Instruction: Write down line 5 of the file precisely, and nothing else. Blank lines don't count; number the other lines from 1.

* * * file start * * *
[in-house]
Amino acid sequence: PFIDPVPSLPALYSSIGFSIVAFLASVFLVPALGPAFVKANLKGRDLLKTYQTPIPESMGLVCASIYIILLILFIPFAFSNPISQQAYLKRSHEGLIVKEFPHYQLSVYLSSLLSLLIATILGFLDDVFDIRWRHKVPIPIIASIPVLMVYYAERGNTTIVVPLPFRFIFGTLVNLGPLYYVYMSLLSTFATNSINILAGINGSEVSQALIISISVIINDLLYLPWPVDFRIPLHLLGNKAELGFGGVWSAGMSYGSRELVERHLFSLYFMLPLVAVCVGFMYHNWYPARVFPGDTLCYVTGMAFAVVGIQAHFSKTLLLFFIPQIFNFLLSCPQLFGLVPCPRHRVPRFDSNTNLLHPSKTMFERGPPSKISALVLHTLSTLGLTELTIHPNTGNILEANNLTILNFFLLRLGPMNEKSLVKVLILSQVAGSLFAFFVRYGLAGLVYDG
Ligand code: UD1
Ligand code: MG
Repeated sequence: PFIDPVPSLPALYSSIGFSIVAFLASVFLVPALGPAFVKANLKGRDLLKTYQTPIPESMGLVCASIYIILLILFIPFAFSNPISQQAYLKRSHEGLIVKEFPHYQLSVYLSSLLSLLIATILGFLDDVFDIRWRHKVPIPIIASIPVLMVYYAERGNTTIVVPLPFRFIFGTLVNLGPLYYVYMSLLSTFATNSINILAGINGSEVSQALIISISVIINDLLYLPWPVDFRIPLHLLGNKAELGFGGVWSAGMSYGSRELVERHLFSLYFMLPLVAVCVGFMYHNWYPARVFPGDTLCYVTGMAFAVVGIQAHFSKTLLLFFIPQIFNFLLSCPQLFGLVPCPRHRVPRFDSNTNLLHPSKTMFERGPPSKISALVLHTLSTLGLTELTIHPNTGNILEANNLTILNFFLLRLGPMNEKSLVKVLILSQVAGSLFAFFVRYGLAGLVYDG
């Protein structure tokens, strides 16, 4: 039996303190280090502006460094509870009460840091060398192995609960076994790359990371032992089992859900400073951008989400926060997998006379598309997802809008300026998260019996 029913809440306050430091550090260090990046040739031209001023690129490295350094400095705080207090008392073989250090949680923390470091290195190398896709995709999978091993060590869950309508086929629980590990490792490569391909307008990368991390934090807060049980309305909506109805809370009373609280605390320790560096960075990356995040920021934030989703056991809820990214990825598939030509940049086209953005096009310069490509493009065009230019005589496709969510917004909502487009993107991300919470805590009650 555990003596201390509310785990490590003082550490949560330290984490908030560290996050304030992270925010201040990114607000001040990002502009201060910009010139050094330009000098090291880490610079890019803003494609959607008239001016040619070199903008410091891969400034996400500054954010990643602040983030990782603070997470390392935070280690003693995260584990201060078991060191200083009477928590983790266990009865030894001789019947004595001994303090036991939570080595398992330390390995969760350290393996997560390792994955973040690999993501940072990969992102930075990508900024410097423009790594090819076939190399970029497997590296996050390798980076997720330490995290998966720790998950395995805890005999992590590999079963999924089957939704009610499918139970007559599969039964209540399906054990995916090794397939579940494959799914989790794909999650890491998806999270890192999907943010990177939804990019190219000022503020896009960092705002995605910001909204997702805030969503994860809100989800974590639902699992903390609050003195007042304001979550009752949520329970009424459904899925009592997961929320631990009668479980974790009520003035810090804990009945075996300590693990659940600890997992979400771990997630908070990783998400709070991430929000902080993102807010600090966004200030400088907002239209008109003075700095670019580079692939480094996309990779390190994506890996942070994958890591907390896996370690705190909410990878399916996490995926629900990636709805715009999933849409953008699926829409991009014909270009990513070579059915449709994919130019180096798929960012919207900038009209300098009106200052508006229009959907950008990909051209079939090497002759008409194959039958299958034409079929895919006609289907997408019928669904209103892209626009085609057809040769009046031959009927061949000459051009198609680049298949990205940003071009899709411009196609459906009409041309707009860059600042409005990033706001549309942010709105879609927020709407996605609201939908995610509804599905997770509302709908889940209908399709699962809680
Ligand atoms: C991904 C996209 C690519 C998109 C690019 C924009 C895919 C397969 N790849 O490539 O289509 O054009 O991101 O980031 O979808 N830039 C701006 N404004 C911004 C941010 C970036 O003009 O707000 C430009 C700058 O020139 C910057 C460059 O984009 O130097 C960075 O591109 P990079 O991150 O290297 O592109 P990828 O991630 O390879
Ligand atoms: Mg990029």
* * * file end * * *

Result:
Repeated sequence: PFIDPVPSLPALYSSIGFSIVAFLASVFLVPALGPAFVKANLKGRDLLKTYQTPIPESMGLVCASIYIILLILFIPFAFSNPISQQAYLKRSHEGLIVKEFPHYQLSVYLSSLLSLLIATILGFLDDVFDIRWRHKVPIPIIASIPVLMVYYAERGNTTIVVPLPFRFIFGTLVNLGPLYYVYMSLLSTFATNSINILAGINGSEVSQALIISISVIINDLLYLPWPVDFRIPLHLLGNKAELGFGGVWSAGMSYGSRELVERHLFSLYFMLPLVAVCVGFMYHNWYPARVFPGDTLCYVTGMAFAVVGIQAHFSKTLLLFFIPQIFNFLLSCPQLFGLVPCPRHRVPRFDSNTNLLHPSKTMFERGPPSKISALVLHTLSTLGLTELTIHPNTGNILEANNLTILNFFLLRLGPMNEKSLVKVLILSQVAGSLFAFFVRYGLAGLVYDG